Tag Archives: Review

A Prayer Before Dawn (Jean-Stéphane Sauvaire, 2017)

A decade on from his Africa-set international breakthrough Johnny Mad Dog, Jean-Stéphane Sauvaire returns with his first theatrically released feature since. With A Prayer Before Dawn, the French director is once again telling a tale in a country not his own, but this time, it’s befitting of the story at hand, in which the central figure finds himself the one and only foreigner in a notorious Thai prison…

Full review for VODzilla.co

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Piercing (Nicolas Pesce, 2018)

Following debut The Eyes Of My Mother, writer/director Nicolas Pesce delivers Piercing, a brisk mix of S&M horror and pitch black comedy that’s based on a novel by Japanese author Ryû Murakami, the man behind the source novel of Takashi Miike’s Audition. And if you know anything about Audition, you can guess the territory of some of Piercing’s own plot rug pulls…

Full review for SciFiNow

Possum (Matthew Holness, 2018)

Best known for co-writing and starring in Garth Marenghi’s Darkplace, Matthew Holness goes to very dark places with his debut feature as a writer and director, Possum. Starring an unnerving Sean Harris, an equally upsetting Alun Amstrong and a human-arachnid hybrid that joins the ranks of cinema’s scariest puppets, the film’s a two-hander horror with eight limbs…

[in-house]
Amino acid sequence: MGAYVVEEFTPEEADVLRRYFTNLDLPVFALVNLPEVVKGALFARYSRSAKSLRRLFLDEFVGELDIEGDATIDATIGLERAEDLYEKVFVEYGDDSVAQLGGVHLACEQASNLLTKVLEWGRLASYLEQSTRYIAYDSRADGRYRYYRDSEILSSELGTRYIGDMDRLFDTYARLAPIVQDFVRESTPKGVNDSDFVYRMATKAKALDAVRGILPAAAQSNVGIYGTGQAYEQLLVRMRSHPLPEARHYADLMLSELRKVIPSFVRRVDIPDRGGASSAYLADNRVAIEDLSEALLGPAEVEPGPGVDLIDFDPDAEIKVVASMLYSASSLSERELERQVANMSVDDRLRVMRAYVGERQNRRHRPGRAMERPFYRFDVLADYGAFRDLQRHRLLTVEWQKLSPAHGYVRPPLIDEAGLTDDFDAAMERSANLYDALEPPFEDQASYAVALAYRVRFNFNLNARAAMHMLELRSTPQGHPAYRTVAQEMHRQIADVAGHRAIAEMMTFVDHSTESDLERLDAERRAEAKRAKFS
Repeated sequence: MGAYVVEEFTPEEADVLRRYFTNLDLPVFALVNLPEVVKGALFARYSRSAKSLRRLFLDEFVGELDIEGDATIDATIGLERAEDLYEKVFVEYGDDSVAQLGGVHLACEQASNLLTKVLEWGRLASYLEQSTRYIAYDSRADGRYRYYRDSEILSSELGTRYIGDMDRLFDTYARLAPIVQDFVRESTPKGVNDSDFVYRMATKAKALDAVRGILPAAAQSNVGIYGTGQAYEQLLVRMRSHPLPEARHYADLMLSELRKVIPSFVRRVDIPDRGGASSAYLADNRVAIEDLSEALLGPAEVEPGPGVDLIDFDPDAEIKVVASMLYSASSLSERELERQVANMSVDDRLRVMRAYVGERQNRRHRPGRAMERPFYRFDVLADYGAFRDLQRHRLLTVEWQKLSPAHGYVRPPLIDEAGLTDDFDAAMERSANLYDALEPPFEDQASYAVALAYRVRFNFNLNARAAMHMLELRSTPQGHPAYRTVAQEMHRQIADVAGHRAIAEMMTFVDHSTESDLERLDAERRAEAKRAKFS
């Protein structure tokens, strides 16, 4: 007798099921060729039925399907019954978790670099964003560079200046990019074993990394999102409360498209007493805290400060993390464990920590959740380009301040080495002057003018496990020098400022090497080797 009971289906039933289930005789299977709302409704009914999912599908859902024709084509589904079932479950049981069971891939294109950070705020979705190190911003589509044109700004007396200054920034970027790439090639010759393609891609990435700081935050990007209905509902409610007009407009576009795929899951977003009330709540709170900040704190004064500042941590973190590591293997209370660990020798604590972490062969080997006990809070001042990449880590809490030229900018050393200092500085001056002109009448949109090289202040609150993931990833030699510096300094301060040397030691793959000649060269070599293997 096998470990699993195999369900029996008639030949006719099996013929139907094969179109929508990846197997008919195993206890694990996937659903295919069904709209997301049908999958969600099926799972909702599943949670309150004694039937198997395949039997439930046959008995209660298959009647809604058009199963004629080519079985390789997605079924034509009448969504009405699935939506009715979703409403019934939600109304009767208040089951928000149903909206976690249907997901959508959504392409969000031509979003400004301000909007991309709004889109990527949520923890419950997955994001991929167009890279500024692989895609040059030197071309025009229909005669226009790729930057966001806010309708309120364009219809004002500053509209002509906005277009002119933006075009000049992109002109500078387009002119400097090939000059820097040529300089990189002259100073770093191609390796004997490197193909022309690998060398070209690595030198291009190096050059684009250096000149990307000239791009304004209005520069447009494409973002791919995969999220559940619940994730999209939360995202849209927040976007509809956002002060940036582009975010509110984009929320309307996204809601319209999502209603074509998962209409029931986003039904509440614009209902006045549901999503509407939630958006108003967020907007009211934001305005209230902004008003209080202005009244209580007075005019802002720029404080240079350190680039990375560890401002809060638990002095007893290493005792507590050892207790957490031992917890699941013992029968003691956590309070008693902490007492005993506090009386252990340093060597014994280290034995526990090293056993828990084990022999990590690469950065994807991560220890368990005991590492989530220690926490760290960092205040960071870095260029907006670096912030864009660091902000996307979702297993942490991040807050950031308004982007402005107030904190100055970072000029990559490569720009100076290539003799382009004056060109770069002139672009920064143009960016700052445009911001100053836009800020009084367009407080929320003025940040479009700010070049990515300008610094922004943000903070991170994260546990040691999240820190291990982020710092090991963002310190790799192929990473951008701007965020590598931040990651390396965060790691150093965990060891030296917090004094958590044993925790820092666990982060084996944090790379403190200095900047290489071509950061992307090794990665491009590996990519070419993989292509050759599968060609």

Full review for SciFiNow

Solis (Carl Strathie, 2018)

A low budget debut feature, Solis comes across like Gravity meets Sunshine. The Gravity link is that – spoiler for Gravity – it’s a one-actor show in which said star fights for survival in the wake of a space accident. The Sunshine tie is the fact the lead’s ship is heading towards, well, the sun.

One-actor show isn’t quite accurate, actually, as there’s also the disembodied voice of a familiar performer for the visually present star to converse with. Moon had Kevin Spacey perform this role, while Solis has Alice Lowe as the commander of a ship looking to save the film’s protagonist before the vessel he’s on is obliterated by the sun. So, one might say this Sunshine-resembling film also has a bit of a Moon–shine to it…

Full review for SciFiNow

Calibre (Matt Palmer, 2018)

Writer-director Matt Palmer delivers an exciting and unbearably tense calling card with debut feature Calibre, a Scottish thriller influenced by the likes of Deliverance, Wake in Fright and Southern Comfort

Full review for VODzilla.co

Anna and the Apocalypse (John McPhail, 2017)

The pool of Scottish film musicals is small but notable – there’s Sunshine on Leith, a jukebox musical of The Proclaimers’ hits; Stuart Murdoch’s God Help the Girl; and culturally insensitive Gene Kelly vehicle Brigadoon. They can step aside for the new baby in the family, and this one’s got some bite. Anna and the Apocalypse is (probably) the world’s first Christmas-set high-school zombie comedy musical. Less Brigadoon, more Brigadoom…

Full review for SciFiNow

Unicorn Store (Brie Larson, 2017)

Brie Larson’s feature-length directorial debut, Unicorn Store, centres on a grown woman and her pursuit of a pet unicorn, and if that short logline immediately sets alarm bells ringing in your head, this store is probably not worth visiting, even for a brief perusal of its goods. But for anyone left more curious than turned off, this portrait of the clash between childish things and adult pursuits has some merit, even if its wild veers in tone don’t always work…

Full review for Little White Lies